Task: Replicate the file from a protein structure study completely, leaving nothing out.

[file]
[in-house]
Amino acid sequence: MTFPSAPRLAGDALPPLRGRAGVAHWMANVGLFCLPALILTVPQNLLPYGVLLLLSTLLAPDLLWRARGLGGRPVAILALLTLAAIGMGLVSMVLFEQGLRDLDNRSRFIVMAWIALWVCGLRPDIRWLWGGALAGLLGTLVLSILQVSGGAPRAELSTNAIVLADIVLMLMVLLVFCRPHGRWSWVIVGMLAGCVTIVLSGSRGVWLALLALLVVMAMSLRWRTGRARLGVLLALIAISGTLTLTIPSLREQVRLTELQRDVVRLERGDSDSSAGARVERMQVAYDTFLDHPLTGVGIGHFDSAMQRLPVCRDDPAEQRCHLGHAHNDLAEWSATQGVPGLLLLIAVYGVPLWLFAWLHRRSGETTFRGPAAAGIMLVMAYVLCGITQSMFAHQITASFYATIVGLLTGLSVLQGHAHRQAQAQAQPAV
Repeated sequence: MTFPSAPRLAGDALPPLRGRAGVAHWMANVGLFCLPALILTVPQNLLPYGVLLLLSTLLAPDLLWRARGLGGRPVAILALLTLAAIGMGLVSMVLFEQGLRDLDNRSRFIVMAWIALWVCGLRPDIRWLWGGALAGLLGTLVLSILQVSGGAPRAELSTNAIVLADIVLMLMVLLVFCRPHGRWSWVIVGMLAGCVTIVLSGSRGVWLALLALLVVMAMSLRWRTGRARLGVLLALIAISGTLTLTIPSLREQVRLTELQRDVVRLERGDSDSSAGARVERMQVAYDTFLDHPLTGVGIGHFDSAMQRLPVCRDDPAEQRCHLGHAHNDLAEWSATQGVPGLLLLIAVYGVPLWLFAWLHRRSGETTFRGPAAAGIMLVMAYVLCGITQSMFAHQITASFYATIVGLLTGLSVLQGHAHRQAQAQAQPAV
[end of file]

[in-house]
Amino acid sequence: MTFPSAPRLAGDALPPLRGRAGVAHWMANVGLFCLPALILTVPQNLLPYGVLLLLSTLLAPDLLWRARGLGGRPVAILALLTLAAIGMGLVSMVLFEQGLRDLDNRSRFIVMAWIALWVCGLRPDIRWLWGGALAGLLGTLVLSILQVSGGAPRAELSTNAIVLADIVLMLMVLLVFCRPHGRWSWVIVGMLAGCVTIVLSGSRGVWLALLALLVVMAMSLRWRTGRARLGVLLALIAISGTLTLTIPSLREQVRLTELQRDVVRLERGDSDSSAGARVERMQVAYDTFLDHPLTGVGIGHFDSAMQRLPVCRDDPAEQRCHLGHAHNDLAEWSATQGVPGLLLLIAVYGVPLWLFAWLHRRSGETTFRGPAAAGIMLVMAYVLCGITQSMFAHQITASFYATIVGLLTGLSVLQGHAHRQAQAQAQPAV
Repeated sequence: MTFPSAPRLAGDALPPLRGRAGVAHWMANVGLFCLPALILTVPQNLLPYGVLLLLSTLLAPDLLWRARGLGGRPVAILALLTLAAIGMGLVSMVLFEQGLRDLDNRSRFIVMAWIALWVCGLRPDIRWLWGGALAGLLGTLVLSILQVSGGAPRAELSTNAIVLADIVLMLMVLLVFCRPHGRWSWVIVGMLAGCVTIVLSGSRGVWLALLALLVVMAMSLRWRTGRARLGVLLALIAISGTLTLTIPSLREQVRLTELQRDVVRLERGDSDSSAGARVERMQVAYDTFLDHPLTGVGIGHFDSAMQRLPVCRDDPAEQRCHLGHAHNDLAEWSATQGVPGLLLLIAVYGVPLWLFAWLHRRSGETTFRGPAAAGIMLVMAYVLCGITQSMFAHQITASFYATIVGLLTGLSVLQGHAHRQAQAQAQPAV